“You got to know people in town and new people coming to town,” said Judy Tuetken.

   Once business owners started hearing about the ambassadors, Tuetken said, “It caught on like wildfire.”

   Part of those original by-laws noted how often they would meet (monthly), how many members would serve at one time (three teams of eight; 24), how long they would spend at each call (no more than a half hour), and appropriate attire (red coats and black slacks/skirts).

   “Red stuck out,” Retzlaff said. It was also to honor the Monticello schools’ colors.

   “You looked coordinated,” said Tuetken.

   Each ambassador also purchased his/her own coat, tie, and badge.

   “We’re a lot less formal today,” Retzlaff said.

   The unforms were especially important when the group would attend a funeral or memorial together of a city official or fellow ambassador.

   One of the ambassadors’ first official visits in December was welcoming Anamosa-based law firm of Remley, Willems, and McQuillen to town. They opened an office at 216 W. First St.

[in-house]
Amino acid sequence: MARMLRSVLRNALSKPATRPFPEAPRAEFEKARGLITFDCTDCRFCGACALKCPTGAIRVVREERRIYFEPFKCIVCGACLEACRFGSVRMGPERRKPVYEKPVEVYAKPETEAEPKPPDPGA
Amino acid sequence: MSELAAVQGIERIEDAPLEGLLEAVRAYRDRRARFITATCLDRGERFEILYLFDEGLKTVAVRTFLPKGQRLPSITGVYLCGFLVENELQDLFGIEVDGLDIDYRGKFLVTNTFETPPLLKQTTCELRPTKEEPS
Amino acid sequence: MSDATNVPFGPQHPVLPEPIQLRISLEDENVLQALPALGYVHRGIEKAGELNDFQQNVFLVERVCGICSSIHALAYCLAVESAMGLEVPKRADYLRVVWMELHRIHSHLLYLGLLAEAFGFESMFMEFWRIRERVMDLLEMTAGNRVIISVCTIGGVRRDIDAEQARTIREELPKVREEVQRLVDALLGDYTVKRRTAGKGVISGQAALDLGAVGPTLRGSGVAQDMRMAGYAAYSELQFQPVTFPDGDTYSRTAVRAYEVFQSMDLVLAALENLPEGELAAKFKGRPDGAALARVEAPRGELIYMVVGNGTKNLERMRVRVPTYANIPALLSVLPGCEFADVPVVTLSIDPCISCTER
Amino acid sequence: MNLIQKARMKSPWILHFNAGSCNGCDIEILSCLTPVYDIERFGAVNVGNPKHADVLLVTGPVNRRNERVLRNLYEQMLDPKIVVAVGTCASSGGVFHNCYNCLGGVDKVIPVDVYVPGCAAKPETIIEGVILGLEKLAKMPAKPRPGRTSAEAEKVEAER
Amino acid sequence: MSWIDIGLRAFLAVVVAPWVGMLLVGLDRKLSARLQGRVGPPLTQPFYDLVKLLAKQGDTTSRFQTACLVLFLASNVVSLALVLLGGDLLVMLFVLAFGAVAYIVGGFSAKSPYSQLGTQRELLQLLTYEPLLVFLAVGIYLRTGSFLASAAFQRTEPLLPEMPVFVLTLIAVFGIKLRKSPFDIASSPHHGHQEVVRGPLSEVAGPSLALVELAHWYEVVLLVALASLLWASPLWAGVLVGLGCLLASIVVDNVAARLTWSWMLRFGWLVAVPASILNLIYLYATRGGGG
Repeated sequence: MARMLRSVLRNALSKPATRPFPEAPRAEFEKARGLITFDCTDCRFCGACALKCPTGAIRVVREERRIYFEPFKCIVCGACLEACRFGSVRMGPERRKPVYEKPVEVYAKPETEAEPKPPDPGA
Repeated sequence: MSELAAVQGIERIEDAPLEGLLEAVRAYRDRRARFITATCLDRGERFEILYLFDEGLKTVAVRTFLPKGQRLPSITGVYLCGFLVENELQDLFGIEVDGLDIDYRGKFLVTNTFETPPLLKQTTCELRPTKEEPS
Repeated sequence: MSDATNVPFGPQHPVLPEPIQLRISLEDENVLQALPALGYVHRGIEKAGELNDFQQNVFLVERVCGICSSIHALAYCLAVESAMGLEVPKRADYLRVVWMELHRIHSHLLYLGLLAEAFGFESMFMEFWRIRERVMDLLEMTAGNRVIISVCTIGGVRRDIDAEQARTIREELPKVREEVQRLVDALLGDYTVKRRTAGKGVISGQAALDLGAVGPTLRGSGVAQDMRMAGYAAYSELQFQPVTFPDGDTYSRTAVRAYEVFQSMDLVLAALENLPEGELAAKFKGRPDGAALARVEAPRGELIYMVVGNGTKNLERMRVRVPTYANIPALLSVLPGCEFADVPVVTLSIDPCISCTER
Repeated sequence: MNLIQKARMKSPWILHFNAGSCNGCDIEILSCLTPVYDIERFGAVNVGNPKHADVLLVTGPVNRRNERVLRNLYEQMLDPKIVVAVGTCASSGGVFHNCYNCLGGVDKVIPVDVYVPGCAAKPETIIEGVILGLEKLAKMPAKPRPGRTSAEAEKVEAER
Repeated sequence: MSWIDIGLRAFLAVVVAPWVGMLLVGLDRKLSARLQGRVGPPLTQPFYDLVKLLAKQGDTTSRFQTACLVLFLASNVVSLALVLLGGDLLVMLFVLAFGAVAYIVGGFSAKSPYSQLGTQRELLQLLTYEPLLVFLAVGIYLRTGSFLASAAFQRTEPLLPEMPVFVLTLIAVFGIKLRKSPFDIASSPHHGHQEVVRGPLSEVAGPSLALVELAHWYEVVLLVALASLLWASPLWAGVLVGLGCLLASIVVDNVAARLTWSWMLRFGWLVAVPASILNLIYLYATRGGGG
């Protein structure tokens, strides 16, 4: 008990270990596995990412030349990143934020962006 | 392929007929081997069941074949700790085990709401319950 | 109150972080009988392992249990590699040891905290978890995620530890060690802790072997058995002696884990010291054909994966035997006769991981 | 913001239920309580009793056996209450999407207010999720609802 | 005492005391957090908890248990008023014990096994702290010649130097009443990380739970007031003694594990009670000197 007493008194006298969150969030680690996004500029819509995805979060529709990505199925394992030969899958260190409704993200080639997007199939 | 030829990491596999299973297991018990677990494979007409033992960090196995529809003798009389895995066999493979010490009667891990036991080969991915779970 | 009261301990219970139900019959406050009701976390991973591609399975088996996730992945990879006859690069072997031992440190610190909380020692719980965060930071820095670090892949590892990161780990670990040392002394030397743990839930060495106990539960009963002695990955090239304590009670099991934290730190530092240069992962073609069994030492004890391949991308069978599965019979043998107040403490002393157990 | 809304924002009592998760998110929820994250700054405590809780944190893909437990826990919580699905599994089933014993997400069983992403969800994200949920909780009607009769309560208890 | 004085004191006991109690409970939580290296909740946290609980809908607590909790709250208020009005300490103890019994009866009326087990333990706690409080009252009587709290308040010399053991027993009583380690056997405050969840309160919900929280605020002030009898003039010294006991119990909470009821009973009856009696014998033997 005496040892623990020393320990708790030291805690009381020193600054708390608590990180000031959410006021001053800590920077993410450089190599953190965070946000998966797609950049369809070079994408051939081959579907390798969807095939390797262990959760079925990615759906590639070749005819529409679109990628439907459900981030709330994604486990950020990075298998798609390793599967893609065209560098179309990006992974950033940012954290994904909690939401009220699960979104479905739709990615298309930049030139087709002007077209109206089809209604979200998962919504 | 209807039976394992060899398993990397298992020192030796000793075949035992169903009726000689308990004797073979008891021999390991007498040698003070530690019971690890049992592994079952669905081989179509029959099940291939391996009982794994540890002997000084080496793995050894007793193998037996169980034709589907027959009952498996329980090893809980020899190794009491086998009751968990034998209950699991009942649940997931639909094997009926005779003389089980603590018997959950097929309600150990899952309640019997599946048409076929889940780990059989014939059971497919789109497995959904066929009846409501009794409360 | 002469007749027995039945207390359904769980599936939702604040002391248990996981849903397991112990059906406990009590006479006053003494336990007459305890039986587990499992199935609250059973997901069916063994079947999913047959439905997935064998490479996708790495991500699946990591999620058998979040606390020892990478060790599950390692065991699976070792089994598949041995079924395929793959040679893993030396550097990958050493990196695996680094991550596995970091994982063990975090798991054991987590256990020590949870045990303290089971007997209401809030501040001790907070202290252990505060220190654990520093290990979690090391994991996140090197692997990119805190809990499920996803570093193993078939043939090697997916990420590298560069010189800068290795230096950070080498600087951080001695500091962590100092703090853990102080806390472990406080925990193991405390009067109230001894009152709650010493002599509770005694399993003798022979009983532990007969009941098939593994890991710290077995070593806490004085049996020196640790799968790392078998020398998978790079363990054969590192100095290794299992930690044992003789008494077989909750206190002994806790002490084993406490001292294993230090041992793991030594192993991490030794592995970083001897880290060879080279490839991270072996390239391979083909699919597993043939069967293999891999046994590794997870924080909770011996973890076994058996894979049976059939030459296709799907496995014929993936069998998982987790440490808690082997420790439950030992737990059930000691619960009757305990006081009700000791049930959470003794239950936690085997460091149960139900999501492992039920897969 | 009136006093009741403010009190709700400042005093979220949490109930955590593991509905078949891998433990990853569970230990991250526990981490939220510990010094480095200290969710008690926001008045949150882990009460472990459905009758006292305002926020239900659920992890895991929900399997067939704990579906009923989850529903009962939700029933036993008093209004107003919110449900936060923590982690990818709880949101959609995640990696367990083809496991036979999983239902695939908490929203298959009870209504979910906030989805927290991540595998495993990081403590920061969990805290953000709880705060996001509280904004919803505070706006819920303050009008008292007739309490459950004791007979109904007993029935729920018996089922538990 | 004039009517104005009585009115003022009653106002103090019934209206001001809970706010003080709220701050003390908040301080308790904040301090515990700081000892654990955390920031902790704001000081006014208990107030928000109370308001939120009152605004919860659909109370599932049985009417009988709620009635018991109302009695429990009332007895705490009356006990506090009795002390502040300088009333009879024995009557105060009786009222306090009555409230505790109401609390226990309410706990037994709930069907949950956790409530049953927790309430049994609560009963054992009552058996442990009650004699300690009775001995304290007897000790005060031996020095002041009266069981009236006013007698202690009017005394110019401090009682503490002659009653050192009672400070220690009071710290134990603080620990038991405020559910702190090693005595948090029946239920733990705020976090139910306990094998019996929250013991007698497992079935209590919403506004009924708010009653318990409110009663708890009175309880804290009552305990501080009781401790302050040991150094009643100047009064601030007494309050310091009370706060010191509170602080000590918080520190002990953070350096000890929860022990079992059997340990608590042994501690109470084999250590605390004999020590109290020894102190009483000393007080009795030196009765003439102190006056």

On Dec. 11, 1991, the ambassadors held a reception to introduce themselves to the community.

   “We’ve seen groups like the Ambassadors function in other communities, and they’re a truly positive influence,” stated Keith Brake in his Dec. 18. 1991, Express column. “They make people feel welcome.”

   In early 1992, they greeted new business owners Jan and LeeRoy Mootz, owners of Whiffle Tree Mall (now Whiffle Tree Mercantile).

   By the spring of 1993, the ambassadors had already made 100 calls in just two years.

   The ambassadors didn’t just welcome people to town. They also held special events such as TGIF Coffee on Friday mornings. In the fall of 1999, following the completion of the downtown streetscape project, they hosted “Thanks with Franks.” This marked the official opening of First Street with a kids’ parade, giving away 2,000 hot dogs, live entertainment, and businesses staying open late.

   Tuetken recalled the ambassadors used to host a progressive holiday meal, rotating around different members’ homes.

   Over the years, the ambassadors have also welcomed notable people to town such as famous celebrities at the annual car show in February.

   “If well-known people come to town, the ambassadors should be there,” said Retzlaff. “We’re the sales people for the city.”

   Both Retzlaff and Tuetken remain active ambassadors today, bringing with them a wealth of knowledge about Monticello and the business community.

   “It’s important people know the history and the past,” offered Retzlaff. “I’d like to see the ambassadors continue; it was my ‘baby.’”

   “I feel I have something to still offer when meeting new businesses and people in town,” Tuetken said about her continued involvement. “It’s always been a highly motivated group and it needs to keep going.”